Baboon Pirates

Scribbles and Scrawls from an unrepentant swashbuckling primate.

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Location: Texas, United States

Friday, June 10, 2005

Scrubbing Mouse Balls For Fun And Profit!

Just Be Sure And Wash Your Hands Afterward

One of the perils of owning a long-haired cat is the shed factor. Despite daily brushings that remove enough fur to knit a decent hat, the amount of hair that comes off of Betsy Cat is unbelieveable. Using a wet cloth, I can swipe at her favorite napping spot on the head of my bed daily and come up with a fistful of fur. I wake up most mornings, and immediately have to spit out at least one stray cat hair that's pasted itself to some part of my mouth. I use more sticky lint rollers monthly than most third world countries use in a year.

The electric fans in the room suffer as well. Since the ceiling fan and the oscillating fan run whenever I'm in there, they attract their own amount of lint, and need to be wiped down often. The computer fan is no different. About every two weeks, I lift up the iMac and scrape along the vent holes underneath, and get a good-sized wad. I shudder to think about what the inside of the case looks like.

When my USB mouse started screwing up the other evening, my first thought was "Damn, gotta drop another $15 on a new mouse." The older mice you could open up and clean out, but when an optical mouse quits, you just go get a new one.

Still, it's worth a look under the hood before I shitcan it. So, I grab my handy little multi-bit screwdriver and open 'er up.

When what to my wondering eyes did appear... but a wad of cat hair the size of a deer!

That fuzz was all jammed up around the scrollwheel, and pushing the optical sensors out of alignment. That in turn was causing the main LED to get out of its proper place, and respond erratically. Normally it responds to the movement of the mousepad underneath, but it was getting discombobulated but the waving wads of cat hair and acting like it was moving even when it wasn't.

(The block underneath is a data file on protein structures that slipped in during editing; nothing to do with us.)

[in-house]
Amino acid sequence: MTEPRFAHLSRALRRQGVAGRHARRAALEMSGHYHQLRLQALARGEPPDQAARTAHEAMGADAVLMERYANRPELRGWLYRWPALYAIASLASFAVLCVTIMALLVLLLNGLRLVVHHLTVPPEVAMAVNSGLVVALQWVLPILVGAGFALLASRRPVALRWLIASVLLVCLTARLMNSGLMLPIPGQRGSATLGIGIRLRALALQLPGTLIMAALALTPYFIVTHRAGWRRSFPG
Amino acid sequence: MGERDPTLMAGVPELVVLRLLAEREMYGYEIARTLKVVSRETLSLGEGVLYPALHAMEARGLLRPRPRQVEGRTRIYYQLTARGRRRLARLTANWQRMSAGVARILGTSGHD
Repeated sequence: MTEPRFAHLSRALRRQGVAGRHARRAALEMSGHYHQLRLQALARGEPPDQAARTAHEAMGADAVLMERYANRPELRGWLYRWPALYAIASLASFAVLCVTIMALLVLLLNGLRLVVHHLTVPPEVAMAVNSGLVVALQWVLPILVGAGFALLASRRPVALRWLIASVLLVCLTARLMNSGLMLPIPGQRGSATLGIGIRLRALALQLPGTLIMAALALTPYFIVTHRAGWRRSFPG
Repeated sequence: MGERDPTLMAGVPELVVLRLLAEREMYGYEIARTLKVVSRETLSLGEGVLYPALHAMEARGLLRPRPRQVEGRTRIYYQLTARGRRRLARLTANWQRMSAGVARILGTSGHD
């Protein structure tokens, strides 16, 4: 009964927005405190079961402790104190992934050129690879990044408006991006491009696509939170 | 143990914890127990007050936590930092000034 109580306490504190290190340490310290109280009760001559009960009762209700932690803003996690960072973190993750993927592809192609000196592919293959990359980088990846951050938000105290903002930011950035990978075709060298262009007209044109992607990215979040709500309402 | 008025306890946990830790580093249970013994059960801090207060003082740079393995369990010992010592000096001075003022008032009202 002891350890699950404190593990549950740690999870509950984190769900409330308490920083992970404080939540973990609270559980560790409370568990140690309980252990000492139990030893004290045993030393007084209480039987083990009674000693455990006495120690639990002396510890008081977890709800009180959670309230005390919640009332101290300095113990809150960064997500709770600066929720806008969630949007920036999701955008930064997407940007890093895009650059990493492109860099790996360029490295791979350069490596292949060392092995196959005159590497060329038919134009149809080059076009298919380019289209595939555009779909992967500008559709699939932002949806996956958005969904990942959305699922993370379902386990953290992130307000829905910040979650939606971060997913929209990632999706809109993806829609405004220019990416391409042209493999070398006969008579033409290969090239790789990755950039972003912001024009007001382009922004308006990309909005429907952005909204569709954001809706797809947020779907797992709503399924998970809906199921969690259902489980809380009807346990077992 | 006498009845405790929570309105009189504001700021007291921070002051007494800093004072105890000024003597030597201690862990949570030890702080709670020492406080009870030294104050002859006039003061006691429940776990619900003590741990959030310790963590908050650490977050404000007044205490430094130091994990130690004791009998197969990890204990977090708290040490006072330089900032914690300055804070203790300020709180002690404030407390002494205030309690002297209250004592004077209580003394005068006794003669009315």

I ended up taking it completely apart, down to the little springy things that regulate the scrollwheel. It seems that a lot of those little moving parts had been given a coat of white grease. Anyone that's familiar with firearms knows that grease attracts grit and gunk like a magnet. This was no different.

After tweezering out all the greasy matted cat hair, dirt, and other unspeakable filth resulting from simultaneous snacking and computing that had taken up residence inside the mouse, I scraped off the gunk jammed up around the scrollwheel as I vowed to never eat in front of the computer again. That resolution lasted approximately 26 hours, btw.

It took a few tries and a quick perusal of the Redneck Duct Tape & Baling Wire Technical Institute reference manual to get it all back together, but now it's like having a brand new mouse. Using teflon gun oil instead of white grease might keep the gunk factor down, too.

Open up them mice, boys & girls! There's a jungle in there!